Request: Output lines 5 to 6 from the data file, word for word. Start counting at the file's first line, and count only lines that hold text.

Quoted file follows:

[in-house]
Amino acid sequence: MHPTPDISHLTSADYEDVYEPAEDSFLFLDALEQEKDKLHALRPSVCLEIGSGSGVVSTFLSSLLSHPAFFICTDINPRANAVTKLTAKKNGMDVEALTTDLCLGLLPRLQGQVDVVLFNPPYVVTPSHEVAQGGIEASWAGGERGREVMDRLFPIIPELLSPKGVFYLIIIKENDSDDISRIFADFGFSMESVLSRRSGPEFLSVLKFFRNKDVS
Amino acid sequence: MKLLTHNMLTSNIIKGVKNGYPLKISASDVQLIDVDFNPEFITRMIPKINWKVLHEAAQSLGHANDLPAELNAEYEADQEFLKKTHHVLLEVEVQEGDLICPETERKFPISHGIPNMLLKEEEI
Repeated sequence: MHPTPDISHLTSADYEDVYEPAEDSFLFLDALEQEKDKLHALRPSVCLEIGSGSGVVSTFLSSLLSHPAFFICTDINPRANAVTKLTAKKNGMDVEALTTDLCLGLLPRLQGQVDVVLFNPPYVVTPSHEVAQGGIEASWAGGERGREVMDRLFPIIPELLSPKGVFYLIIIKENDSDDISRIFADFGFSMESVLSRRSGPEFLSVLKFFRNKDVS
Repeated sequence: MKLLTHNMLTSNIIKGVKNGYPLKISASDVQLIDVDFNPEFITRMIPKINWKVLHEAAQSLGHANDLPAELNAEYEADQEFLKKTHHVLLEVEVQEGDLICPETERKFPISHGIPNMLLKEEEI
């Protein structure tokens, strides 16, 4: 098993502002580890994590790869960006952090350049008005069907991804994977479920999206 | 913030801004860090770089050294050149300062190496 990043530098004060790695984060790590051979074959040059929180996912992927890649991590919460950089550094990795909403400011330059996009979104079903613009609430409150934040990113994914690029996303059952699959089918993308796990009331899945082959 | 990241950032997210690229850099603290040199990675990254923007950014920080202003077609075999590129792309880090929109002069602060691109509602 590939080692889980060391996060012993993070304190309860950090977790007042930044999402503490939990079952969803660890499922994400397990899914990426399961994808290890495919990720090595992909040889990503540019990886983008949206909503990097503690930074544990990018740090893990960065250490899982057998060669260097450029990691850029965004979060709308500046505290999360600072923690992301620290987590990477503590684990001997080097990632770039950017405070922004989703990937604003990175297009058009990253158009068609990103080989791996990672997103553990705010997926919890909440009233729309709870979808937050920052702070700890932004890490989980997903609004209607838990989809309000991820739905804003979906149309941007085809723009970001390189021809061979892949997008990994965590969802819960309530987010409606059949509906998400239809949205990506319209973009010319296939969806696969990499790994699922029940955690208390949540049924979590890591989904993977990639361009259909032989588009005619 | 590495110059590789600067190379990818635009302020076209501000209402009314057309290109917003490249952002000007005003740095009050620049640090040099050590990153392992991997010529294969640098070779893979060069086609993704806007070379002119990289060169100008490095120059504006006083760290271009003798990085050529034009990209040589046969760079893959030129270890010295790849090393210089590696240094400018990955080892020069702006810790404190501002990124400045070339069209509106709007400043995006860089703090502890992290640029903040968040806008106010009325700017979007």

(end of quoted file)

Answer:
Repeated sequence: MKLLTHNMLTSNIIKGVKNGYPLKISASDVQLIDVDFNPEFITRMIPKINWKVLHEAAQSLGHANDLPAELNAEYEADQEFLKKTHHVLLEVEVQEGDLICPETERKFPISHGIPNMLLKEEEI
């Protein structure tokens, strides 16, 4: 098993502002580890994590790869960006952090350049008005069907991804994977479920999206 | 913030801004860090770089050294050149300062190496 990043530098004060790695984060790590051979074959040059929180996912992927890649991590919460950089550094990795909403400011330059996009979104079903613009609430409150934040990113994914690029996303059952699959089918993308796990009331899945082959 | 990241950032997210690229850099603290040199990675990254923007950014920080202003077609075999590129792309880090929109002069602060691109509602 590939080692889980060391996060012993993070304190309860950090977790007042930044999402503490939990079952969803660890499922994400397990899914990426399961994808290890495919990720090595992909040889990503540019990886983008949206909503990097503690930074544990990018740090893990960065250490899982057998060669260097450029990691850029965004979060709308500046505290999360600072923690992301620290987590990477503590684990001997080097990632770039950017405070922004989703990937604003990175297009058009990253158009068609990103080989791996990672997103553990705010997926919890909440009233729309709870979808937050920052702070700890932004890490989980997903609004209607838990989809309000991820739905804003979906149309941007085809723009970001390189021809061979892949997008990994965590969802819960309530987010409606059949509906998400239809949205990506319209973009010319296939969806696969990499790994699922029940955690208390949540049924979590890591989904993977990639361009259909032989588009005619 | 590495110059590789600067190379990818635009302020076209501000209402009314057309290109917003490249952002000007005003740095009050620049640090040099050590990153392992991997010529294969640098070779893979060069086609993704806007070379002119990289060169100008490095120059504006006083760290271009003798990085050529034009990209040589046969760079893959030129270890010295790849090393210089590696240094400018990955080892020069702006810790404190501002990124400045070339069209509106709007400043995006860089703090502890992290640029903040968040806008106010009325700017979007």